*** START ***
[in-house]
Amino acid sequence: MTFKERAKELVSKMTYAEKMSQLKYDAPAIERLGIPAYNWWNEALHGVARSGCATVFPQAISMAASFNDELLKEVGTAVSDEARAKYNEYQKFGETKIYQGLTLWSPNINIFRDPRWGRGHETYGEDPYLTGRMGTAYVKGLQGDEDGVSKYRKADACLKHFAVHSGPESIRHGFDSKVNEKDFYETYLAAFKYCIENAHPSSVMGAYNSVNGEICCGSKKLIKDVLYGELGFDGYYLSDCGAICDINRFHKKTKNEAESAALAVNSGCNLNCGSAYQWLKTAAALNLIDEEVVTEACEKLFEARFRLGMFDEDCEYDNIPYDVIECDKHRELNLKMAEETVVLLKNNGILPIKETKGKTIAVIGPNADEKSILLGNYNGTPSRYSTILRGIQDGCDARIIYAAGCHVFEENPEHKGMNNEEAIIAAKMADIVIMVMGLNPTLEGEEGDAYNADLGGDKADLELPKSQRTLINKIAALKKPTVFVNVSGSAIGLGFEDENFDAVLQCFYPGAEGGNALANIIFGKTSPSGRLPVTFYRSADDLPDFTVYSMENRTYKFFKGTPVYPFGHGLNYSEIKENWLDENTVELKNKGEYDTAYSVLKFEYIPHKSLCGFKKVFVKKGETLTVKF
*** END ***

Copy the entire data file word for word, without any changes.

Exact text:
[in-house]
Amino acid sequence: MTFKERAKELVSKMTYAEKMSQLKYDAPAIERLGIPAYNWWNEALHGVARSGCATVFPQAISMAASFNDELLKEVGTAVSDEARAKYNEYQKFGETKIYQGLTLWSPNINIFRDPRWGRGHETYGEDPYLTGRMGTAYVKGLQGDEDGVSKYRKADACLKHFAVHSGPESIRHGFDSKVNEKDFYETYLAAFKYCIENAHPSSVMGAYNSVNGEICCGSKKLIKDVLYGELGFDGYYLSDCGAICDINRFHKKTKNEAESAALAVNSGCNLNCGSAYQWLKTAAALNLIDEEVVTEACEKLFEARFRLGMFDEDCEYDNIPYDVIECDKHRELNLKMAEETVVLLKNNGILPIKETKGKTIAVIGPNADEKSILLGNYNGTPSRYSTILRGIQDGCDARIIYAAGCHVFEENPEHKGMNNEEAIIAAKMADIVIMVMGLNPTLEGEEGDAYNADLGGDKADLELPKSQRTLINKIAALKKPTVFVNVSGSAIGLGFEDENFDAVLQCFYPGAEGGNALANIIFGKTSPSGRLPVTFYRSADDLPDFTVYSMENRTYKFFKGTPVYPFGHGLNYSEIKENWLDENTVELKNKGEYDTAYSVLKFEYIPHKSLCGFKKVFVKKGETLTVKF